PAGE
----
Togo, twice the size of Maryland, is on the south coast of West Africa bordering on Ghana to the west, Burkina Faso to the north, and Benin to the east. The Gulf of Guinea coastline, only 32 mi long (51 km), is low and sandy. The only port is at Lomé. The Togo hills traverse the central section.
Togo is a small, thin sub-Saharan nation. It borders the Bight of Benin in the south; Ghana lies to the west; Benin to the east; and to the north Togo is bordering Burkina Faso. In the north, the country is characterized by a gently rolling savannah. The center of the country is hilly. The southern plateau reaches a coastal plain with extensive lagoons and marshes. The land area is 56,785 km² (21,925 square miles), with an average population density of 98 people per square kilometer (253 people per square mile). In 1914 it changed from Togoland to Togo Moubarikou.
Togo serves as a regional commercial and trade center. The government’s decade-long effort, supported by the World Bank and the IMF, to implement economic reform measures, to encourage foreign investment, and bring revenues in line with expenditures, has stalled. Political unrest, including private and public sector strikes throughout 1992 and 1993, jeopardized the reform program, shrank the tax base, and disrupted vital economic activity. The January 1994 devaluation of the currency by 50% provided an important impetus to renewed structural adjustments; these efforts were facilitated by the end of strife in 1994 and a return to overt political calm. Progress depends on increased openness in government financial operations (to accommodate increased social service outlays) and possible downsizing of the military, on which the regime has depended to stay in place. Lack of aid, along with depressed cocoa prices, generated a 1% fall in GDP in 1998, with growth resuming in 1999 and amounting 3% in 2004. Assuming no deterioration of the political atmosphere, growth should remain stable.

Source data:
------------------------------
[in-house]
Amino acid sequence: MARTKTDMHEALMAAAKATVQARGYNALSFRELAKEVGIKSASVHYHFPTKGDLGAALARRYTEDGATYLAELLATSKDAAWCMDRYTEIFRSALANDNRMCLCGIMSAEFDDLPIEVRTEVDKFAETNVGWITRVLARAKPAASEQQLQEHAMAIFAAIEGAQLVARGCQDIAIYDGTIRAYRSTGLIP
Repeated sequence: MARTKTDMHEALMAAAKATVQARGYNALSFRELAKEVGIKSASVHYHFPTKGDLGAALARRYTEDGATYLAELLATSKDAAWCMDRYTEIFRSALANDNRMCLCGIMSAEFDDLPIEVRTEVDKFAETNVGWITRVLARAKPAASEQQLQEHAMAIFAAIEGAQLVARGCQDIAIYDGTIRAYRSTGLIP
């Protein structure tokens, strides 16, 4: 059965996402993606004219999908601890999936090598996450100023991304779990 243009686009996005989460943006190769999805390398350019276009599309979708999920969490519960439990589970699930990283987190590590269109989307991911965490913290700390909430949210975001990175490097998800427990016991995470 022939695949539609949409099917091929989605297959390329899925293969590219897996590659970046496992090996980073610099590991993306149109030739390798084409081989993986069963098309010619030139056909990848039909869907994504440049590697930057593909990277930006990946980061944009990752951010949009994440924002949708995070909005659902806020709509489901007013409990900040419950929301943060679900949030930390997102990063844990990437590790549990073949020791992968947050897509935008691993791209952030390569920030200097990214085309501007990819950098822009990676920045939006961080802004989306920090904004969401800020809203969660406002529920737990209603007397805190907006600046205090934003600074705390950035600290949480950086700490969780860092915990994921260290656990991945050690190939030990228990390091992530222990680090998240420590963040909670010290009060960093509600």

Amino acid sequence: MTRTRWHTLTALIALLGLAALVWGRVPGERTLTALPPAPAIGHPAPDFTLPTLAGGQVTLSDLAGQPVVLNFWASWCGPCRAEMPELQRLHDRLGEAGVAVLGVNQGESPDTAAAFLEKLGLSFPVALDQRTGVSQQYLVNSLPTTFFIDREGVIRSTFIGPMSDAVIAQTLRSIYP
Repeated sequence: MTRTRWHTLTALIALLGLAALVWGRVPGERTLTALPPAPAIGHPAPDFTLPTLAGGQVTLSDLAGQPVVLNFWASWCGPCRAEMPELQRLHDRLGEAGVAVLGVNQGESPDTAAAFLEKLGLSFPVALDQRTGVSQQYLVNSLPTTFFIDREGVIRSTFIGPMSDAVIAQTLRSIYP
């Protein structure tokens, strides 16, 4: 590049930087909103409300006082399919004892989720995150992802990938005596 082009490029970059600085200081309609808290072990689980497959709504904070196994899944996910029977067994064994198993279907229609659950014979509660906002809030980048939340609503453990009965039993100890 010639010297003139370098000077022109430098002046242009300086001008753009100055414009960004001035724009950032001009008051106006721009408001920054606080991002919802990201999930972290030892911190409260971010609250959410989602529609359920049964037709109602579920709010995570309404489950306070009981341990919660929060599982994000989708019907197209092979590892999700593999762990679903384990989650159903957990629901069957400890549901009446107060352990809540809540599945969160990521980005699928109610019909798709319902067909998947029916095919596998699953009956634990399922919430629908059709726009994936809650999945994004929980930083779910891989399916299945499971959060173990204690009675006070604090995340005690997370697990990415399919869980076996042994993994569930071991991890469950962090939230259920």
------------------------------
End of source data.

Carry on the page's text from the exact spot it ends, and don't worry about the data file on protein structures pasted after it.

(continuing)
Togo’s culture reflects the influences of its thirty-seven ethnic groups, the largest and most influential of which are the Ewe, Mina, and Kabre. French is the official language of Togo, but it is almost always the second language next to local dialect. The many indigenous African languages spoken by Togolese include: Gbe languages such as Ewe, Mina, and Aja; Kabiyé; and others. Despite the influences of Christianity and Islam, over half of the people of Togo follow native animistic practices and beliefs. Ewe statuary is characterized by its famous statuettes which illustrate the worship of the twins, the ibéji. Sculptures and hunting trophies were used rather than the more ubiquitous African masks. The wood-carvers of Kloto are famous for their “chains of marriage”: two characters are connected by rings drawn from only one piece of wood.